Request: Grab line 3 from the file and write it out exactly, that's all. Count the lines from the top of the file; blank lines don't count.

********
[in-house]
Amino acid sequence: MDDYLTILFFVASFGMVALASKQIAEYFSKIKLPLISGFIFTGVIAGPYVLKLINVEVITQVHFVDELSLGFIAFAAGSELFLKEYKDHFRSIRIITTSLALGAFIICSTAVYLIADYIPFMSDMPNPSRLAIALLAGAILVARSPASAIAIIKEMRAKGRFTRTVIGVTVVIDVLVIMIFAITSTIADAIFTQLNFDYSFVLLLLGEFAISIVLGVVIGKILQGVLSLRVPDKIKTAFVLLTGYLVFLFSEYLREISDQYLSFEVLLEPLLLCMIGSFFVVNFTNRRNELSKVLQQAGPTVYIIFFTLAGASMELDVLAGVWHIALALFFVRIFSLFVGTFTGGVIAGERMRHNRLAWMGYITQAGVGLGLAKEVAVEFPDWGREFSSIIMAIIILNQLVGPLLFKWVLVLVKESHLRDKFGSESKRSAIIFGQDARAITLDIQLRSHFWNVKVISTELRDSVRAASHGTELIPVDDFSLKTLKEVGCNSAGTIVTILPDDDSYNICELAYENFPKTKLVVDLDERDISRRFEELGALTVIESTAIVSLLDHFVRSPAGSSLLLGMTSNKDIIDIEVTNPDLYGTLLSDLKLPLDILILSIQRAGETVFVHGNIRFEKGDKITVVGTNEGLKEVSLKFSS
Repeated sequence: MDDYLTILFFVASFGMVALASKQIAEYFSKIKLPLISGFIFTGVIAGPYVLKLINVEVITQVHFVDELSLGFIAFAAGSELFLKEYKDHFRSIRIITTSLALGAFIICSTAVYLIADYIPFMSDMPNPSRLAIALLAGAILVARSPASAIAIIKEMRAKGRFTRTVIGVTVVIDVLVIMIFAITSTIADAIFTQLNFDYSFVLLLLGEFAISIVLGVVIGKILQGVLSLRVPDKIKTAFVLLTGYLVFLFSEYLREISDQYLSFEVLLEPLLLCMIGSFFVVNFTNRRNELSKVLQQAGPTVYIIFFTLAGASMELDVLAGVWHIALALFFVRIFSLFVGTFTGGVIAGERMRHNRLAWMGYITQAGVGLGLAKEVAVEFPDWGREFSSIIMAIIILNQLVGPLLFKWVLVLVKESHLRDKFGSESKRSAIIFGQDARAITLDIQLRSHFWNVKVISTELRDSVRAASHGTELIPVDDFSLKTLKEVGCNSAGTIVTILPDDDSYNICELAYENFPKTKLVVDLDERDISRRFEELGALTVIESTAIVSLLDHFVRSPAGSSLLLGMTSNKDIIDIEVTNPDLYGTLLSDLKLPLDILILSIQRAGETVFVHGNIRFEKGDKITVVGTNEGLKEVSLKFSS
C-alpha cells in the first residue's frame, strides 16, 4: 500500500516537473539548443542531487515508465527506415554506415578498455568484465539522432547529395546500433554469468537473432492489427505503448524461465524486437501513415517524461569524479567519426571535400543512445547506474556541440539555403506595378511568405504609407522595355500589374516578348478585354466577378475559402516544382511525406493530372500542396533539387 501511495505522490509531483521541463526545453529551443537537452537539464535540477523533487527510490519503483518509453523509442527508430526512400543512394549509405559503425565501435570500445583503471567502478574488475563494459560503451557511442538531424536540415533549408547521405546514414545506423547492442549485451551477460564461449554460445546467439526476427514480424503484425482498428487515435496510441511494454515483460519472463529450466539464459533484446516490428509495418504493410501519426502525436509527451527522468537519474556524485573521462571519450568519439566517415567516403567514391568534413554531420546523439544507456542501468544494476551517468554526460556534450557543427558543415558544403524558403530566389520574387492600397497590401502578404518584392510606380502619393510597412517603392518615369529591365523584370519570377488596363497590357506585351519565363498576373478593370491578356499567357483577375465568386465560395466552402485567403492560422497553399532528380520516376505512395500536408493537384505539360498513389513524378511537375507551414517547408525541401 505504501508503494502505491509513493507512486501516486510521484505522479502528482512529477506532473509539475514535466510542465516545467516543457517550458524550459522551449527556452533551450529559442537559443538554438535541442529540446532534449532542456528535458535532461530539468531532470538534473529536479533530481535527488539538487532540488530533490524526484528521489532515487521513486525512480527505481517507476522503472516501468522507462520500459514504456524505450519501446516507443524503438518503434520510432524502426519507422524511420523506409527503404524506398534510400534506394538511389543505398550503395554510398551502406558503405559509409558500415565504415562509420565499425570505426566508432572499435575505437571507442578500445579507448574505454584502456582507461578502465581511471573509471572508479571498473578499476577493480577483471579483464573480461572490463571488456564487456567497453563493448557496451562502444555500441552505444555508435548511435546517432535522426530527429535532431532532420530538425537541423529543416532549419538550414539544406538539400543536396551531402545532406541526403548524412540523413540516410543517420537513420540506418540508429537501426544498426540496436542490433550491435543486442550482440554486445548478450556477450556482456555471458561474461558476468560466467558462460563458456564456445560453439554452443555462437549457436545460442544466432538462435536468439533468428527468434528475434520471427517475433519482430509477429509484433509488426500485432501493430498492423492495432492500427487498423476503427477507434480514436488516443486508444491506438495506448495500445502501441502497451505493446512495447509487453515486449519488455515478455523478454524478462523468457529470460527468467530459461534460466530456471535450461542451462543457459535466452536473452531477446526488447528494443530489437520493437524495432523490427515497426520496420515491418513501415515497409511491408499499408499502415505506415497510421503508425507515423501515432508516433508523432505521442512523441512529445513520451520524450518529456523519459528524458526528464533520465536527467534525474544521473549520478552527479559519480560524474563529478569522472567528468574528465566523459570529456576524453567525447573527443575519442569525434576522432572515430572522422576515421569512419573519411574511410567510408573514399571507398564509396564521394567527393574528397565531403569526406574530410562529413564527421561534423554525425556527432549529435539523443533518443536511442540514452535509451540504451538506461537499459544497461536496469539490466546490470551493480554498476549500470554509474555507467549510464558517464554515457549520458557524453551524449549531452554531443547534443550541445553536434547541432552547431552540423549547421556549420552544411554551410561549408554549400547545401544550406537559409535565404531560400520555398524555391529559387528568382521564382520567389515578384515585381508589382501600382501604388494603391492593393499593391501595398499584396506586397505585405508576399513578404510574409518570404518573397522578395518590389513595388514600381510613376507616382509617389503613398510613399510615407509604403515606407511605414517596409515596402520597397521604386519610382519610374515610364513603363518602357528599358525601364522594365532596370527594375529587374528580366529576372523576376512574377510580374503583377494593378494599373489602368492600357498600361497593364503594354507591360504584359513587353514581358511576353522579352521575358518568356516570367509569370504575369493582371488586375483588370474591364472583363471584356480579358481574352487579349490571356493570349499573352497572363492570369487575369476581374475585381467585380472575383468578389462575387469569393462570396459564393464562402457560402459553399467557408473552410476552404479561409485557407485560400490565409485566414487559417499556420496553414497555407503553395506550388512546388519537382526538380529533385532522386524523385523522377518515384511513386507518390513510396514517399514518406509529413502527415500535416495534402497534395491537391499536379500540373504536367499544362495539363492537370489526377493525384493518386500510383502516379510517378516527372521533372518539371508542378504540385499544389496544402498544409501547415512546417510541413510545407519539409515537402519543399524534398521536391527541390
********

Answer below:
Repeated sequence: MDDYLTILFFVASFGMVALASKQIAEYFSKIKLPLISGFIFTGVIAGPYVLKLINVEVITQVHFVDELSLGFIAFAAGSELFLKEYKDHFRSIRIITTSLALGAFIICSTAVYLIADYIPFMSDMPNPSRLAIALLAGAILVARSPASAIAIIKEMRAKGRFTRTVIGVTVVIDVLVIMIFAITSTIADAIFTQLNFDYSFVLLLLGEFAISIVLGVVIGKILQGVLSLRVPDKIKTAFVLLTGYLVFLFSEYLREISDQYLSFEVLLEPLLLCMIGSFFVVNFTNRRNELSKVLQQAGPTVYIIFFTLAGASMELDVLAGVWHIALALFFVRIFSLFVGTFTGGVIAGERMRHNRLAWMGYITQAGVGLGLAKEVAVEFPDWGREFSSIIMAIIILNQLVGPLLFKWVLVLVKESHLRDKFGSESKRSAIIFGQDARAITLDIQLRSHFWNVKVISTELRDSVRAASHGTELIPVDDFSLKTLKEVGCNSAGTIVTILPDDDSYNICELAYENFPKTKLVVDLDERDISRRFEELGALTVIESTAIVSLLDHFVRSPAGSSLLLGMTSNKDIIDIEVTNPDLYGTLLSDLKLPLDILILSIQRAGETVFVHGNIRFEKGDKITVVGTNEGLKEVSLKFSS